Erie International Airport Runway Extension and Rehabilitation
C&S designed a rehabilitation and 1,900-foot extension to Runway 6-24. As design engineers for the full program, C&S performed this project to rehabilitate the primary runway, and crosswind runway and connector taxiways within the runway safety area. The design included consideration of multiple rehabilitation options and life-cycle cost analysis and constructability considerations to make the best choice. As a result of the evaluation, it was decide to mill the existing surface course, repair the distresses, and overlay the pavement with bituminous asphalt.
The phasing was the most challenging aspect as Runway 6-24 is the only runway for air carrier, jet, and cargo operations. The development of the phasing plan involved engagement of airport-user stakeholders to determine operational needs and wants, as well as meetings with local contractors to determine feasibility based on material availability and trucking. As a result, a robust and resilient construction safety phasing plan was developed following FAA guidelines. The plan called for about two-thirds of the construction work to be completed at night, and the rest during the day under a displaced threshold. Night construction was limited to midnight to 5 am to avoid disturbance with air carrier operations.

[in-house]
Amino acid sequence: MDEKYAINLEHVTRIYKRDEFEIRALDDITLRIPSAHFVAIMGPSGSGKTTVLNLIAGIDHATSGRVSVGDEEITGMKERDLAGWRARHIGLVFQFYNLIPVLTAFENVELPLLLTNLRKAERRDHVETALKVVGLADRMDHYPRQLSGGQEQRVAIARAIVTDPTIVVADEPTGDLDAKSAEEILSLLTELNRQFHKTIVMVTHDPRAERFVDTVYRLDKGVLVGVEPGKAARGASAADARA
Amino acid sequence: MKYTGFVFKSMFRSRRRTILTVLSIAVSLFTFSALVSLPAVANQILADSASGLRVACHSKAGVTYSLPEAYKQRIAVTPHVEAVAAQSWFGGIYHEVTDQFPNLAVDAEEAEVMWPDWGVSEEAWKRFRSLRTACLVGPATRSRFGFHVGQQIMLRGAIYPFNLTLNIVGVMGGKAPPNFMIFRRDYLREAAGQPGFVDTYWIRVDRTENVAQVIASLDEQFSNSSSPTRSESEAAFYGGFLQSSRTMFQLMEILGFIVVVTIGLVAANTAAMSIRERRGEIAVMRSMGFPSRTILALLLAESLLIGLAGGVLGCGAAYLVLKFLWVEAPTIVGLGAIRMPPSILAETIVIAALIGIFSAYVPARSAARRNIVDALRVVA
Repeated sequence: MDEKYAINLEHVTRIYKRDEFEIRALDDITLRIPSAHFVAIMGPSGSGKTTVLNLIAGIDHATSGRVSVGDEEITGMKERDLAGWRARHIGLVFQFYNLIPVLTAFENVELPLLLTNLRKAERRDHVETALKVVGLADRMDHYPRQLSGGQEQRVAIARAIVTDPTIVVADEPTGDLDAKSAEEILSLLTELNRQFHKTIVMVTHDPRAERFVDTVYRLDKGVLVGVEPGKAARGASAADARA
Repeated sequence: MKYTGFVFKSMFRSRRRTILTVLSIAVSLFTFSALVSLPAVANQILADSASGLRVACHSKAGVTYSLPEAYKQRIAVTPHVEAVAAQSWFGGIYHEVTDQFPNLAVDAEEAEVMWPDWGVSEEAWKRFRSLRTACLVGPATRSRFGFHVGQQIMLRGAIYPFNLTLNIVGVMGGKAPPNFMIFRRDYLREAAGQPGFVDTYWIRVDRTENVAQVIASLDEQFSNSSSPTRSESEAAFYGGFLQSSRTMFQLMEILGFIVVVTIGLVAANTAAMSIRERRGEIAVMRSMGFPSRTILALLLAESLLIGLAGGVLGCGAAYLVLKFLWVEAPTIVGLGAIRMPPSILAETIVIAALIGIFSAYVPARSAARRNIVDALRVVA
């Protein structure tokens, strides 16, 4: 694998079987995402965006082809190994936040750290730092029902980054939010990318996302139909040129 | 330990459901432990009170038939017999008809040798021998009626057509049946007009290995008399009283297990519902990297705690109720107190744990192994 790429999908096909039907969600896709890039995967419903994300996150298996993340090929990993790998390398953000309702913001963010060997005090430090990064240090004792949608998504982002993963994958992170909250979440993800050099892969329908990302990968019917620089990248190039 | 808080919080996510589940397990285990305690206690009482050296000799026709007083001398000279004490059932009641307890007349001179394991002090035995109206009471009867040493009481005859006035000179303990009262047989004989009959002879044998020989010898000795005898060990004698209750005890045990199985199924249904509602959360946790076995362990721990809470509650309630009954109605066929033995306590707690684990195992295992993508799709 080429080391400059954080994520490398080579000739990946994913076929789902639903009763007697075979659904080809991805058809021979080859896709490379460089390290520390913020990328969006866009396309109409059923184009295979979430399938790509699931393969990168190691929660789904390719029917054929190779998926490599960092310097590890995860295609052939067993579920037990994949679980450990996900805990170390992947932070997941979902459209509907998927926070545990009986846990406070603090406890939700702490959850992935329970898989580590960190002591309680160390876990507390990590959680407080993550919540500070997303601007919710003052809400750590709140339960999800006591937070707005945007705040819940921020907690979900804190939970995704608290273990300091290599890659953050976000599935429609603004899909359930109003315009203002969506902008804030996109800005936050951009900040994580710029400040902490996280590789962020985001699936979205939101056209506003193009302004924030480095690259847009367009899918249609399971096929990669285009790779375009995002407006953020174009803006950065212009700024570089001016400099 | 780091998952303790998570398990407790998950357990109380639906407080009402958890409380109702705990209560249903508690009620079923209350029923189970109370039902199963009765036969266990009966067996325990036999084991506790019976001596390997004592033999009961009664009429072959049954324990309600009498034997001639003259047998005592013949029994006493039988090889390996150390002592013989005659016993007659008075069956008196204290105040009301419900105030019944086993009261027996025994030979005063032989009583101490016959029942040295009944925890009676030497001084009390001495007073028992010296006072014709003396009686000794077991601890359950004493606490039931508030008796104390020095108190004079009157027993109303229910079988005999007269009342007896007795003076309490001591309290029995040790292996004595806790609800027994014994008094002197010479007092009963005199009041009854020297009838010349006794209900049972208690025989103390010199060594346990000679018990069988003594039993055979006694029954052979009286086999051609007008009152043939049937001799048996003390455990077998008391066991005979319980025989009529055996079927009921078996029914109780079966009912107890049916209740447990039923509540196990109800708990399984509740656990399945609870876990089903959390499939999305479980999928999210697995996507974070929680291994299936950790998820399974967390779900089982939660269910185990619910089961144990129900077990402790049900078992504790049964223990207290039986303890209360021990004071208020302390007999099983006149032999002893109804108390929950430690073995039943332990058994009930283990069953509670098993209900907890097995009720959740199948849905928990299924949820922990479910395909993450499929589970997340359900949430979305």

The runway safety area along the length of the runway did not meet compliance because it was too flat. As a result of a new grading design that involved excavation of nearly 100,000 cubic yards of dirt, the drainage system also required major modifications. A new drainage model was developed to facilitate design of a new controlled drainage system for the runway. The proposed drainage system was designed to connect to the existing outfalls which posed additional challenges and limitations, such as utility conflicts and construction phasing.
The project scope also included FAA owned infrastructure including a MALSR bar modification and a relocation of a SAWS facility. The electrical scope of work also included runway surface sensors, land and hold short lighting, in pavement lights and threshold lights.